Oil demand and climate change clash with California pipeline project | WIVT

LOS ANGELES (AP) – A proposal to replace an oil pipeline that was closed in 2015 after causing California’s worst coastal spill in 25 years is under government scrutiny even as the state prepares to ban gasoline vehicles and oil drilling.

Review of Houston-based Plains All American Pipeline’s $ 300 million proposal is slated to enter a critical phase next year as a new review is placed on the state’s oil industry after the rupture of an offshore pipeline in October near Huntington Beach. This rupture released at least 25,000 gallons (94,635 liters) of crude which closed beaches and wreaked havoc on marine life along one of the world’s legendary surf breaks.

Further north, the 123-mile (198-kilometer) Plains pipeline runs along the coast near Santa Barbara before turning inland. It is buried and almost invisible for much of its length as far as Kern County in the middle part of the state. For decades, it has been a vital link between offshore oil rigs and onshore processing plants, with average shipments of 1.8 million gallons (6.9 million liters) per day.

U.S. Democratic Senator from California Alex Padilla opposes the proposal, bluntly warning of future risks.

“We have seen time and again how damaging oil spills at sea are to our coastal ecosystems as well as to our outdoor recreation and tourism economies,” Padilla said in a statement. “We shouldn’t risk repeating history by rebuilding or restarting the Plains pipeline.”

Plains spokesman Brad Leone said the company safely transported 90 billion gallons (341 billion liters) last year across North America. “Plains is committed to designing, building and maintaining these lines in a safe and reliable manner,” he said.

The project faces many hurdles, including a federal class action lawsuit brought by landowners who claim Plains does not have the right to use existing easements for a new pipeline. Lead trial attorney Barry Cappello said the project would destroy vineyards and coastal ranches and that “our clients never signed up for it.”

Shon Hiatt, associate professor at the Marshall School of Business at the University of Southern California, said the company’s motivation to jumpstart the pipeline is obvious.

“They’re making money on it,” Hiatt said. “The price of oil is not going to go down.

He said the cost of a barrel of oil could exceed $ 100 next year. It’s about $ 77 now.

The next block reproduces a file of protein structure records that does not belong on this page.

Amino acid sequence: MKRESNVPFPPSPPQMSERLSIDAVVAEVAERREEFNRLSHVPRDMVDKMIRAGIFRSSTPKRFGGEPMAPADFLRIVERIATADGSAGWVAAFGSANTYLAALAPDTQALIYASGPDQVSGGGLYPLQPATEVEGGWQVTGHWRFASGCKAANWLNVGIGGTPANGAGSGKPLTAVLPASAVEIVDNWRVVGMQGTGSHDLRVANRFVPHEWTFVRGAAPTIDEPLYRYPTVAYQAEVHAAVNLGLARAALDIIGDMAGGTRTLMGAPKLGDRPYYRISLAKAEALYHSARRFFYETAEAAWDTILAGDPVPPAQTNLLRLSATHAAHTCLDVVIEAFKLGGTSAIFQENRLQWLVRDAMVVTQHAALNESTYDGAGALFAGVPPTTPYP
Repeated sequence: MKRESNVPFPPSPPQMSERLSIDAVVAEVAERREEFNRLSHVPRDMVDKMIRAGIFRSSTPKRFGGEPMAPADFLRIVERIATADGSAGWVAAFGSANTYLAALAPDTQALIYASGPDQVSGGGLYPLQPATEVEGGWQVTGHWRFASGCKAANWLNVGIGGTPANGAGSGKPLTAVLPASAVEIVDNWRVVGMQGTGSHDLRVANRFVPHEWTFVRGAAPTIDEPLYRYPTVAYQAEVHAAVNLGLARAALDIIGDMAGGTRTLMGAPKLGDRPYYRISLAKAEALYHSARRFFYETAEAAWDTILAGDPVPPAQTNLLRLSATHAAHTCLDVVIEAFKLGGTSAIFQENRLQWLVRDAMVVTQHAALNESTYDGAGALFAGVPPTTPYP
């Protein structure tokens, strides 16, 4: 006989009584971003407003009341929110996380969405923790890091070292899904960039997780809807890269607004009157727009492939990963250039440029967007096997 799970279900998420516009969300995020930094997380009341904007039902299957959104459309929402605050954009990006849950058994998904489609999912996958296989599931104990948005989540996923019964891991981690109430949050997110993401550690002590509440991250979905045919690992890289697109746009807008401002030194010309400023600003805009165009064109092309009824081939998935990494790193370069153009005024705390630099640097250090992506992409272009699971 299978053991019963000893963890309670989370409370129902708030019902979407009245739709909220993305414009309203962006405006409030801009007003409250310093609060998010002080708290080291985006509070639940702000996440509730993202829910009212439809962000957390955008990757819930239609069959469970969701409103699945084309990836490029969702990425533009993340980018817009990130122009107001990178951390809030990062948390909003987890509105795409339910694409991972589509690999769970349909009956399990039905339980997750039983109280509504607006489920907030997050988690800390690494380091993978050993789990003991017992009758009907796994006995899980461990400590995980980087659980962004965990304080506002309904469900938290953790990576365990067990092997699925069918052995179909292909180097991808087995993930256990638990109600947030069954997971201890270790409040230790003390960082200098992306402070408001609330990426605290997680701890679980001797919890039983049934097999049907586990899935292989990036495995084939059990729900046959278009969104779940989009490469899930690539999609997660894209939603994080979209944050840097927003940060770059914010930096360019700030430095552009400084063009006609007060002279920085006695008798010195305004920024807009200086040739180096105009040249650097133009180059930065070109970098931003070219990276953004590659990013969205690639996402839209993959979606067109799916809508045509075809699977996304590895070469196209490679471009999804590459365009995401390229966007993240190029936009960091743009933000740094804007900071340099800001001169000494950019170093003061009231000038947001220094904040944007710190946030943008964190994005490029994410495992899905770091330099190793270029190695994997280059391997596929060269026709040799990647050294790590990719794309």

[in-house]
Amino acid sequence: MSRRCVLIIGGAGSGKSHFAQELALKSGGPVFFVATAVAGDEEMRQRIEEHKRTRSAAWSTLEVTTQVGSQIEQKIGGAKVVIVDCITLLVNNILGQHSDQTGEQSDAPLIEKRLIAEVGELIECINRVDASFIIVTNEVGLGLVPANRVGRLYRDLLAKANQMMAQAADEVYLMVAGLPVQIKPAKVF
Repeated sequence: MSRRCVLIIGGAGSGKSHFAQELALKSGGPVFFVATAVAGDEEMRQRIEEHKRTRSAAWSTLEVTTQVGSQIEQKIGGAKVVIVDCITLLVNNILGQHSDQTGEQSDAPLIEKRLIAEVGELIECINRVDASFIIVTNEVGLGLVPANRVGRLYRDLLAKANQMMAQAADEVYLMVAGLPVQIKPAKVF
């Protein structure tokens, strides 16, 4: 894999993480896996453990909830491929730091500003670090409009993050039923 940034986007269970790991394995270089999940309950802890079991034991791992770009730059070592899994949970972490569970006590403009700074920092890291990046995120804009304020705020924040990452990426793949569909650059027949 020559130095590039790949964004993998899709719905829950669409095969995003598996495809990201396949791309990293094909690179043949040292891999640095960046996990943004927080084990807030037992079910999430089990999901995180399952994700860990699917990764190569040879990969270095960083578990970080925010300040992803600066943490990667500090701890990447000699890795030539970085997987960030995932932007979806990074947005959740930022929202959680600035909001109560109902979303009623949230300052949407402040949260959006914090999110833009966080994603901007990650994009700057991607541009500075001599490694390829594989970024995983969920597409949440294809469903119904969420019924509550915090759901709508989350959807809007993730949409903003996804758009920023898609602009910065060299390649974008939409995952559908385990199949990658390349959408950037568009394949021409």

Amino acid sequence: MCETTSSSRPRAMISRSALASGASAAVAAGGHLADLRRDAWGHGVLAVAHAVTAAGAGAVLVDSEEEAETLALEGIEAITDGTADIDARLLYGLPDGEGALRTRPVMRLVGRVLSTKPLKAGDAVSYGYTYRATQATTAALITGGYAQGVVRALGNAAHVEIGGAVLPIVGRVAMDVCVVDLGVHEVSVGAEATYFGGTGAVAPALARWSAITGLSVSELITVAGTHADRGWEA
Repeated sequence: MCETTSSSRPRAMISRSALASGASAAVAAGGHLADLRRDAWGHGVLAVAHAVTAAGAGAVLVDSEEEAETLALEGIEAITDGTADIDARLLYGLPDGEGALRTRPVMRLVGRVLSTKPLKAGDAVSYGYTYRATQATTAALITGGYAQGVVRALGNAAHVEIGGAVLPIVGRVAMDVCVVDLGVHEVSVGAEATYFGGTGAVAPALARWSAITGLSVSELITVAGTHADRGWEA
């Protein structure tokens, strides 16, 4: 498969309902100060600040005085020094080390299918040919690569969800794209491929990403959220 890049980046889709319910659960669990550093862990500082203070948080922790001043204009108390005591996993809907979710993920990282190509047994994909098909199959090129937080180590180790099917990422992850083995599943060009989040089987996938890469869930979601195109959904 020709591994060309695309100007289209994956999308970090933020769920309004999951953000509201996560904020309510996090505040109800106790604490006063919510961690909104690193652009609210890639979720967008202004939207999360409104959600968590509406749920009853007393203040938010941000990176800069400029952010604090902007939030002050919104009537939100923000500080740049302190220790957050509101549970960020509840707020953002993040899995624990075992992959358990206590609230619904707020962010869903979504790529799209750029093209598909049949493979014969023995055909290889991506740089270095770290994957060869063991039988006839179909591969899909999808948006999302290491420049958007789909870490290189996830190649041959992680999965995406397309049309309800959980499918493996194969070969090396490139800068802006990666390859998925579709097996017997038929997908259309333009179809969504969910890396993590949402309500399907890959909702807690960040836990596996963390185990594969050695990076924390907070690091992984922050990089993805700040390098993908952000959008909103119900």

Documents filed by Plains with Santa Barbara County indicate that the replaced pipeline, although smaller than its predecessor, could reach nearly 1.7 million gallons (6.3 million liters) per day. At current prices, that amount of oil would be valued at over $ 3 million per day, or potentially over $ 1 billion per year, although pipelines often do not operate at full capacity.

Oil has been drilled in California since the 19th century, but the project is under debate as the state relies on its history loaded with fossil fuels. Climate change extends the threat of wildfires, droughts and tidal waves, and the state has positioned itself as a world leader in renewable energy and pioneering policies to slow global warming.

California – the world’s fifth-largest economy alone – plans to ban the sale of new gasoline-powered cars and trucks by 2035 and end oil production a decade later. The recent spill at Huntington Beach has renewed calls to stop all drilling off the coast.

The Plains Pipeline will inevitably be a symbol of this conflict: the desire for oil to power cars, heat buildings, and make plastics amid mounting political pressure to reduce greenhouse gas emissions. The Biden administration – which recently auctioned off vast oil and gas reserves in the Gulf of Mexico – faces the same dilemma.

California’s oil and gas industry directly and indirectly supports more than 365,000 jobs and has an annual output of more than $ 150 billion, according to a study of 2017 data. Nationally, the industry has supported nearly 17 million jobs in 2020, according to a report from the Texas Independent Producers and Royalty Owners Association, a trade group. California ranked second for direct industrial employment, with about 75,000 jobs, although it lags far behind Texas, the nation’s largest producer with nearly 350,000 jobs.